So we do not lose heart. Though our outer self is wasting away, our inner self is being renewed day by day. For this light momentary affliction is preparing for us an eternal weight of glory beyond all comparison, as we look not to the things that are seen but to the things that are unseen. For the things that are seen are transient, but the things that are unseen are eternal.15

We strive to honor God by being salt and light in every corner of this sin-darkened planet, but we ultimately know that there is only one King who will usher in a righteousness that will fill the earth – Christ Jesus the King of kings and Lord of lords. We know that Christ will judge the living and the dead, and that we, Christians, have escaped judgment not because God has turned a blind eye to our sins, but because he has placed our sins on his Son on the tree of Calvary. Before the eyes of our understanding, in real time, we see that God did not spare his own Son from the penalty for sin due to us. Therefore, we are assured that the God of all the earth will not spare the unjust tyrants.We a have a living hope, one of which we have been given a forestaste time and again throughout history.

Unlike Orwell, Winston, and Julia, Christians have hope.

1 See Bokhari, Allum, “Google Is Still Erasing Breitbart Stories About Joe Biden from Search,” Breitbart,, Nov 3, 2020; Widburg, Andrea, “Google/YouTube is erasing all evidence of election fraud,” American Thinker, Dec 10, 2020,; Parker, Tom, “Google Play deletes over 150,000 Robinhood app reviews after frustrated users leave one-star ratings,” Reclaim the Net, Jan 28, 2021,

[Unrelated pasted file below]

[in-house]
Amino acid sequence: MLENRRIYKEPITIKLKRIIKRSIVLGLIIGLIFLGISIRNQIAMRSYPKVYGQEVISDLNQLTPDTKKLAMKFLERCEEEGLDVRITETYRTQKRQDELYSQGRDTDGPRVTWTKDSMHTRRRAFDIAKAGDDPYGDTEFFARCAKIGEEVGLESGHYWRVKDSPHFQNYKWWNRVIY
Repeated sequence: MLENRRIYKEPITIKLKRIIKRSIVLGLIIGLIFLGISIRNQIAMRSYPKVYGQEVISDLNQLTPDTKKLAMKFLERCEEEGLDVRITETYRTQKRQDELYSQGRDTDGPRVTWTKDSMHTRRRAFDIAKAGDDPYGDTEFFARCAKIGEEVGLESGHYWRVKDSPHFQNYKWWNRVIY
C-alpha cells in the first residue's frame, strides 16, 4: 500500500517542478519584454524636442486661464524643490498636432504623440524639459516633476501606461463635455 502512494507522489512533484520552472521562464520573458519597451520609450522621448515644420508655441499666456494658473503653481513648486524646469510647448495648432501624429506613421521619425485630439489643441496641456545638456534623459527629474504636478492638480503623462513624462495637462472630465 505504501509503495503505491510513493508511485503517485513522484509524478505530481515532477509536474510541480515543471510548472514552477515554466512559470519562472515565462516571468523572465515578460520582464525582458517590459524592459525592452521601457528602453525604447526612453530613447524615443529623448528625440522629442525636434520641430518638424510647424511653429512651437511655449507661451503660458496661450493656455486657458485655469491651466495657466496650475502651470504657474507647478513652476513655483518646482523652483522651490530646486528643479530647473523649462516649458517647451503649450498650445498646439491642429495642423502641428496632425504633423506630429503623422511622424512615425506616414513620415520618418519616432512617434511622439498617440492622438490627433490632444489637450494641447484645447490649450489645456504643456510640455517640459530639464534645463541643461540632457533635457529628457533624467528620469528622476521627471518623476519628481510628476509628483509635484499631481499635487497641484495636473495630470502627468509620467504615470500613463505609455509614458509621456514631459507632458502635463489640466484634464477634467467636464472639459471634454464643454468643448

2 See Huff, Ethan, “Google executive admits search engine suppresses “right-wing” advertising,” CyberWar, Oct 22, 2020,; Epstein, Robert, “The New Censorship,” U.S. News, Jun 22, 2016,; See Keach, Sean, “NOT RIGHT Google accused of ‘left-wing bias’ as study finds JUST 11% of ‘Top Stories’ are from right-leaning news sites,” The Sun, May 13, 2019,

3 See Hirsen, James, “Mainstream Media Uses 'Fake News' to Censor Conservative Views,” Newsmax, Nov 21, 2016,

4 See Maas, Christina, “YouTube deletes videos of doctors testifying in Senate Homeland Committee as ‘coronavirus misinformation’”, Jan 29, 2021,

5 See Rathnam, Lavanya, “PRISM, Snowden and Government Surveillance: 6 Things You Need To Know,” CloudWards, July 6, 2020,

6 See Belanger, Lydia, “10 Ways Technology Hijacks Your Behavior,” Entrepreneur, April 3, 2018,

7 Orwell opposed Sartrean existentialism, but expressed a form of individualism reminiscent of Albert Camus’ iteration of existentialism. As Douglas Burnham explains –

in The Rebel, reminiscent of Orwell’s Animal Farm, one of the first points he makes is the following: “The slave starts by begging for justice and ends by wanting to wear a crown. He too wants to dominate” (Camus 2000b:31). The problem is that while man genuinely rebels against both unfair social conditions and, as Camus says, against the whole of creation, nevertheless in the practical administration of such revolution, man comes to deny the humanity of the other in an attempt to impose his own individuality.

(Existenialism,” Internet Encyclopedia of Philosophy,, Accessed Feb 1, 2021.)

The two, however, were not without their notable differences. For more on this, see Brunskill, Ian, “The Gallic Orwell,” The American InterestVol. 6 No. 1, Sept 1, 2010,

8 See Morris, Shawnna, “Orwell’s “1984”: How to Misread a Classic,” Foundation for Economic Education, June 8, 2019,

9 “1984 as a Religious Critique,” Trinity College: The First Year Papers (2010-Present), (Hartford: Trinity Publications, 2017), 2-3.

10 Dowty explains –

At the time, the Catholic Church was collaborating with the fascist governments of Italy and Spain due to its vehement opposition to socialism and democratic ideology. As an advocate for democratic socialism and a veteran of the Spanish Civil War, Orwell began to view the Church as its own authoritarian regimen…the same way, he believed those worshipping the Church were succumbing to a fad of “power worshipping” – or, idolizing those with power opposed to the morals and ethics of the institution wielding that power…

(1984 as Religious Critique, 1.)

11 Ecc 4:1-3.

12 cf. Heb 1:3.

13 cf. Eph 1:20-22.

14 cf. Rom 8:18-25; 1st Cor 15:20-28; Phil 2:4-11.

15 2nd Cor 4:7-18.